In their most recent debate, the Republican candidates for president barely mentioned retirement, and they might have missed an opportunity to appeal to voters. Nearly nine in 10 Americans gave politicians a grade of “C” or worse when asked to grade their efforts to help Americans save for retirement, according to a 2015 poll by Charles Schwab.
Among those surveyed, nearly 70 percent said that Americans’ ability to save for a comfortable retirement should be a major public policy focus, and the same percentage want to see it addressed in the debates.
Whether the 2016 presidential candidates want to talk about it or not, the election and its outcome will affect your retirement plans. Here are 10 ways how.
1. Your Retirement Accounts Could Do Better in the Short Term
The Standard & Poor’s 500 index has risen in 13 of the 16 election years since World War II, and it gained more than 13 percent during the last presidential election in 2012.
Still, markets dislike uncertainty, and elections are inherently uncertain. That means the U.S. will probably see continued volatility through the next two years. Rather than adjusting your investments based on the election, pick an asset allocation plan that you’re comfortable with and stick with it through the market’s ups and downs.
“I don’t recommend trying to market time or shifting to cash to wait things out,” said Matt Carbray, a certified financial planner and partner at Ridgeline Financial Partners. “That’s just not a prudent strategy.”
2. You Might Have to Retire Later
As it currently stands, Social Security will only be able to pay full benefits for the next 20 years, so lawmakers will have to reform the system in some way in order to keep it solvent for future generations. For several Republican candidates — including Jeb Bush, Chris Christie, Marco Rubio, Ted Cruz, and Rand Paul — the solution is raising the age at which Americans can receive full retirement benefits.
Full retirement benefits currently start between ages 65 and 67, depending on your birth year, but you can start collecting at a lower rate as early as 62. Based on Social Security Administration data from 2014, the Motley Fool reported that the average worker starts collecting benefits at age 64.
The candidates who want to increase the minimum age for retirement benefits have pledged to do so in phases that would not impact those who are currently close to retirement age. “If you’re 55 and older, nothing is going to change,” said Joe Heider, founder of Cirrus Wealth Management in Cleveland. “But if you’re in your 40s or below, Social Security could be revamped in a fashion that could dramatically impact your retirement.”
3. Your Social Security Payments Will Change
Whether you could get more or less in benefits depends on who’s elected. Most Republicans, including Christie, Rubio, and Paul want to cut benefits, either by decreasing the amount you receive or by introducing a means test, which would phase out benefits for the wealthiest retirees.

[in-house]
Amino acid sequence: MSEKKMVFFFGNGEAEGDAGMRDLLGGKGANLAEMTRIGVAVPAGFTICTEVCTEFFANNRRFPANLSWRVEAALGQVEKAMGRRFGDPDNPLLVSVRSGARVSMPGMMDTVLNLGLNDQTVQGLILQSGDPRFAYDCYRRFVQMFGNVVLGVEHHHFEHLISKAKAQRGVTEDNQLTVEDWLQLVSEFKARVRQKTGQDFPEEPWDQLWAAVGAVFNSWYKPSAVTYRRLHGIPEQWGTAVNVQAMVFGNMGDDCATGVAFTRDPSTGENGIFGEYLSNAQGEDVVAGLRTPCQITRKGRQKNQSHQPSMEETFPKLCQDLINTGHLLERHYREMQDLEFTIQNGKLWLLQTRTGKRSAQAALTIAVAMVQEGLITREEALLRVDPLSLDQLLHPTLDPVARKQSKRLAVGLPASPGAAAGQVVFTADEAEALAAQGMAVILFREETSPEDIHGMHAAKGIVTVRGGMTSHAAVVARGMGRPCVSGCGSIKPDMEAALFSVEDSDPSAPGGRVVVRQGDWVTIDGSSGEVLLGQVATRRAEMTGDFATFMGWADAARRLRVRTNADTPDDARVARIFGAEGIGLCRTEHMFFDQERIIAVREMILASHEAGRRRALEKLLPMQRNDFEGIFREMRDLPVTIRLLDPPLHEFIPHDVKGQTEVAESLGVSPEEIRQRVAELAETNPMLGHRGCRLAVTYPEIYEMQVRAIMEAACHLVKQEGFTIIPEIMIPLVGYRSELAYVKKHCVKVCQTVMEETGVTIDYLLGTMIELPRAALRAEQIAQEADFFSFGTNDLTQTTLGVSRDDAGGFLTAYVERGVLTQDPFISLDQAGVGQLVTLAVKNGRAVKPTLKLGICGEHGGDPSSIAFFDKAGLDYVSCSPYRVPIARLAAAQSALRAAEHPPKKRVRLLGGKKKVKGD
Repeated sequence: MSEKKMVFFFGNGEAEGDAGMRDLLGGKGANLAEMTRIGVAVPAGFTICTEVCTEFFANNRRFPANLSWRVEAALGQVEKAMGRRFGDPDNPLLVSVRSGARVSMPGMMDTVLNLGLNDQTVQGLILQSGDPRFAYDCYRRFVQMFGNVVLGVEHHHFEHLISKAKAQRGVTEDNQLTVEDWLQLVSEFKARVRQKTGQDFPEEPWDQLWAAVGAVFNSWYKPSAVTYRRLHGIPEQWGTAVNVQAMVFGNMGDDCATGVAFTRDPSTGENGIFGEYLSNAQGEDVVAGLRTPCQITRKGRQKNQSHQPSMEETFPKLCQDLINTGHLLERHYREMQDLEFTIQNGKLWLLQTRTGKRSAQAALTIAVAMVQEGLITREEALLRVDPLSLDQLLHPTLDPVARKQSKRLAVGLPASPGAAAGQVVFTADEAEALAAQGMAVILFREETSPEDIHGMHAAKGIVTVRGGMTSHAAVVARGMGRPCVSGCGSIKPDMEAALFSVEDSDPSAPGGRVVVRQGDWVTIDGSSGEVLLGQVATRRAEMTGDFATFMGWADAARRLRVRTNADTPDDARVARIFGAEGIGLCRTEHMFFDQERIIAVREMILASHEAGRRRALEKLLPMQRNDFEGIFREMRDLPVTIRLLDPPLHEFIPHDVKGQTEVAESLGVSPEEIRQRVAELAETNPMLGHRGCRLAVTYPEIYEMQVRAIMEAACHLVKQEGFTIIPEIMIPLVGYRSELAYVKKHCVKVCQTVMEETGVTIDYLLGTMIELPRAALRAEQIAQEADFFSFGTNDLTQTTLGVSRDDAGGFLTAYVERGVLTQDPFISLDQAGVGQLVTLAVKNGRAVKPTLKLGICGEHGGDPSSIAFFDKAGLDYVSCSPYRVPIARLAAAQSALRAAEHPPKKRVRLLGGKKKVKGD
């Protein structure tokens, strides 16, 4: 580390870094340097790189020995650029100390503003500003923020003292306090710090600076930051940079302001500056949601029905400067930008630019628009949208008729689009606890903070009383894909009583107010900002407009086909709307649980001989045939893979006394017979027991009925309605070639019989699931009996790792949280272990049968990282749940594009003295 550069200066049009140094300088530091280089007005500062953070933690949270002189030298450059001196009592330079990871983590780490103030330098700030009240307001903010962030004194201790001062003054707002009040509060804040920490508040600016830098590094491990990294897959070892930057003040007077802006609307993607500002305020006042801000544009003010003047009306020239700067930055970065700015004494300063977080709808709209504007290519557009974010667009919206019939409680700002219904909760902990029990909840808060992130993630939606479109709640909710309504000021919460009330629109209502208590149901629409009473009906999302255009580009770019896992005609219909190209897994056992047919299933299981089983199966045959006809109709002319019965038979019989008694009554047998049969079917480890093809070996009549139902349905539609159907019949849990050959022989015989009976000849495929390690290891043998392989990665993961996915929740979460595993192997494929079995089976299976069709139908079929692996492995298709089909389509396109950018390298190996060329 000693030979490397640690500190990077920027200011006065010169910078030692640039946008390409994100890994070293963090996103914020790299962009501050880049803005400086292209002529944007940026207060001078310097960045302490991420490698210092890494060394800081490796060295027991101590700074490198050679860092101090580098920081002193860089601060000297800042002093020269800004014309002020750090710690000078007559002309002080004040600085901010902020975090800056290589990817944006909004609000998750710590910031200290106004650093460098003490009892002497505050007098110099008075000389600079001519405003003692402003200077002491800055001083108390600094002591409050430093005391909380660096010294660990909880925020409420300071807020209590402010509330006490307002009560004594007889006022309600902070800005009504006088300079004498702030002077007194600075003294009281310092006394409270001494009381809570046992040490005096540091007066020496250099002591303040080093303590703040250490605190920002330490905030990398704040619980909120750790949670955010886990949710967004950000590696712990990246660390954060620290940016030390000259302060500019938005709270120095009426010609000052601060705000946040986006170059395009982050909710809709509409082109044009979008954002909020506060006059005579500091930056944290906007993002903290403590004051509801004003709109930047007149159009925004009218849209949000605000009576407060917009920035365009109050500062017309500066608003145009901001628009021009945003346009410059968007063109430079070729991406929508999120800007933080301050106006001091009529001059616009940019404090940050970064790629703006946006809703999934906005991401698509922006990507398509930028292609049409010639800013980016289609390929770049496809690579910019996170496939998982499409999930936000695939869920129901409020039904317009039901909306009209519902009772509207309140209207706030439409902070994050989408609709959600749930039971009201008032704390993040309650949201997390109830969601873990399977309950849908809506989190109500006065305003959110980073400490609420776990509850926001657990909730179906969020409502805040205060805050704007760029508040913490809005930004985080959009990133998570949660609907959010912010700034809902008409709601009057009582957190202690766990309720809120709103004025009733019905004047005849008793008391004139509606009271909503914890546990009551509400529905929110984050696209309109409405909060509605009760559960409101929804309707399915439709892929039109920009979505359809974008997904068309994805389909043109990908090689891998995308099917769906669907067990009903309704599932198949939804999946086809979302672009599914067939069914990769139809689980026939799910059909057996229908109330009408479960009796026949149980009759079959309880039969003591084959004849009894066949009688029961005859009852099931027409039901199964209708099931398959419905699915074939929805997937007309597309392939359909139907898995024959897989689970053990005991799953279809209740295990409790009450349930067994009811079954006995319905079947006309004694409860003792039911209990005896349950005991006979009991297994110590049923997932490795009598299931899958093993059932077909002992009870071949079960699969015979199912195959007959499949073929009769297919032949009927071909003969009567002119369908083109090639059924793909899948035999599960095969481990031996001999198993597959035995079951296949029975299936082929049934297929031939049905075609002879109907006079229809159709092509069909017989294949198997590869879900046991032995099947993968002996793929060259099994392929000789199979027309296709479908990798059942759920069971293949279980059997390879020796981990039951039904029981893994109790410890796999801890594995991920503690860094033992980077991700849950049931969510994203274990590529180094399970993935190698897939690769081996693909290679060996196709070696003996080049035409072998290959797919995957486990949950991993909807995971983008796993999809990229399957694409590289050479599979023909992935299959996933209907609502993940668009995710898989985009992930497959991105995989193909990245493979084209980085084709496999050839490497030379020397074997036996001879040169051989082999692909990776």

Christie’s plan, for example, would begin to phase out payments for people with non-Social Security income of $80,000 and eliminate them for people making more than $200,000 per year. In a speech explaining the plan, he said, “If you are fortunate enough not to need [Social Security], you will have paid into a system that will continue to help Americans who need it the most.”
Democrats, on the other hand, want to expand Social Security benefits. Bernie Sanders, for example, would eliminate the cap on Social Security payroll contributions, which currently phases out for people making more than $118,500. Sanders claims eliminating the cap would allow workers to receive about $65 more each month and increase the cost-of-living adjustment, which allows for an annual inflation-based increase in checks.
Hillary Clinton has said that lawmakers shouldn’t “mess with” Social Security. “We do not pretend it’s a luxury — because it is not a luxury,” she said at a campaign speech in New Hampshire in April 2015. “It is a necessity for the majority of people who draw from Social Security.”
4. You Might (Finally) Be Able to Earn Interest on Your Savings
For those close to or already in retirement, the low interest rate environment that has been present for the past decade has been brutal. Interest income from personal savings is the second-most common source of income for seniors after Social Security, with 46.5 percent of those over age 65 receiving some interest income. The median interest income, however, was a mere $255, according to a 2012 AARP report.
In addition to paltry returns on savings, low interest rates have led to underfunded pensions and low rates on fixed annuities, all of which have hurt baby boomers’ retirement plans.
Related: 42 Ways to Save for Retirement